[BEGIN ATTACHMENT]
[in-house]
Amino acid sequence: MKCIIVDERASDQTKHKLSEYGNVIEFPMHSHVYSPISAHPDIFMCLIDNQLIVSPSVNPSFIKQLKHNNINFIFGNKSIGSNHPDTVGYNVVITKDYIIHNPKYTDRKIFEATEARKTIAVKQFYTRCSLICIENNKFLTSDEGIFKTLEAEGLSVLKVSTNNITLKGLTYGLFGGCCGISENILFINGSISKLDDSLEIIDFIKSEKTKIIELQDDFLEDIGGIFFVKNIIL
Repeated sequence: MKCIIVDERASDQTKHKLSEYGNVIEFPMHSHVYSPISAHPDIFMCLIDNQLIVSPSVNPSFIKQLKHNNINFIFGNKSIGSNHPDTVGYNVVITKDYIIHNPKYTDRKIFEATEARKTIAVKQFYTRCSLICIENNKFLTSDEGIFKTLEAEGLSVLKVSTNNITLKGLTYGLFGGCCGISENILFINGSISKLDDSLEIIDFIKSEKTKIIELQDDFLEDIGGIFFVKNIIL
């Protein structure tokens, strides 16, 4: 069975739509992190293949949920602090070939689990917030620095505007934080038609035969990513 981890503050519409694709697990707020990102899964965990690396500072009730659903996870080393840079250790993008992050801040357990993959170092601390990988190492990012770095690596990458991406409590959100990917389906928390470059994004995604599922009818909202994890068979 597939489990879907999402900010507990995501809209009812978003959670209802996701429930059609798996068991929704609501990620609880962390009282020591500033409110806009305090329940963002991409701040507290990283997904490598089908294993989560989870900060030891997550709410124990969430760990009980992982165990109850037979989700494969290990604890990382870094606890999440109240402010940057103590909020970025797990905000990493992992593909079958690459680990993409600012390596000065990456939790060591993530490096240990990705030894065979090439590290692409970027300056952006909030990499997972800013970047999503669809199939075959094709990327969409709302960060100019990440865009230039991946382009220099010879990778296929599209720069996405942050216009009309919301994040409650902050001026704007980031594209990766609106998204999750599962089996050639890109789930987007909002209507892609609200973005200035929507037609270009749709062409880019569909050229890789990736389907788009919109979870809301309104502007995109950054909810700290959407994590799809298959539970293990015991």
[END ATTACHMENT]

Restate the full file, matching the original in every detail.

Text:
[in-house]
Amino acid sequence: MKCIIVDERASDQTKHKLSEYGNVIEFPMHSHVYSPISAHPDIFMCLIDNQLIVSPSVNPSFIKQLKHNNINFIFGNKSIGSNHPDTVGYNVVITKDYIIHNPKYTDRKIFEATEARKTIAVKQFYTRCSLICIENNKFLTSDEGIFKTLEAEGLSVLKVSTNNITLKGLTYGLFGGCCGISENILFINGSISKLDDSLEIIDFIKSEKTKIIELQDDFLEDIGGIFFVKNIIL
Repeated sequence: MKCIIVDERASDQTKHKLSEYGNVIEFPMHSHVYSPISAHPDIFMCLIDNQLIVSPSVNPSFIKQLKHNNINFIFGNKSIGSNHPDTVGYNVVITKDYIIHNPKYTDRKIFEATEARKTIAVKQFYTRCSLICIENNKFLTSDEGIFKTLEAEGLSVLKVSTNNITLKGLTYGLFGGCCGISENILFINGSISKLDDSLEIIDFIKSEKTKIIELQDDFLEDIGGIFFVKNIIL
């Protein structure tokens, strides 16, 4: 069975739509992190293949949920602090070939689990917030620095505007934080038609035969990513 981890503050519409694709697990707020990102899964965990690396500072009730659903996870080393840079250790993008992050801040357990993959170092601390990988190492990012770095690596990458991406409590959100990917389906928390470059994004995604599922009818909202994890068979 597939489990879907999402900010507990995501809209009812978003959670209802996701429930059609798996068991929704609501990620609880962390009282020591500033409110806009305090329940963002991409701040507290990283997904490598089908294993989560989870900060030891997550709410124990969430760990009980992982165990109850037979989700494969290990604890990382870094606890999440109240402010940057103590909020970025797990905000990493992992593909079958690459680990993409600012390596000065990456939790060591993530490096240990990705030894065979090439590290692409970027300056952006909030990499997972800013970047999503669809199939075959094709990327969409709302960060100019990440865009230039991946382009220099010879990778296929599209720069996405942050216009009309919301994040409650902050001026704007980031594209990766609106998204999750599962089996050639890109789930987007909002209507892609609200973005200035929507037609270009749709062409880019569909050229890789990736389907788009919109979870809301309104502007995109950054909810700290959407994590799809298959539970293990015991």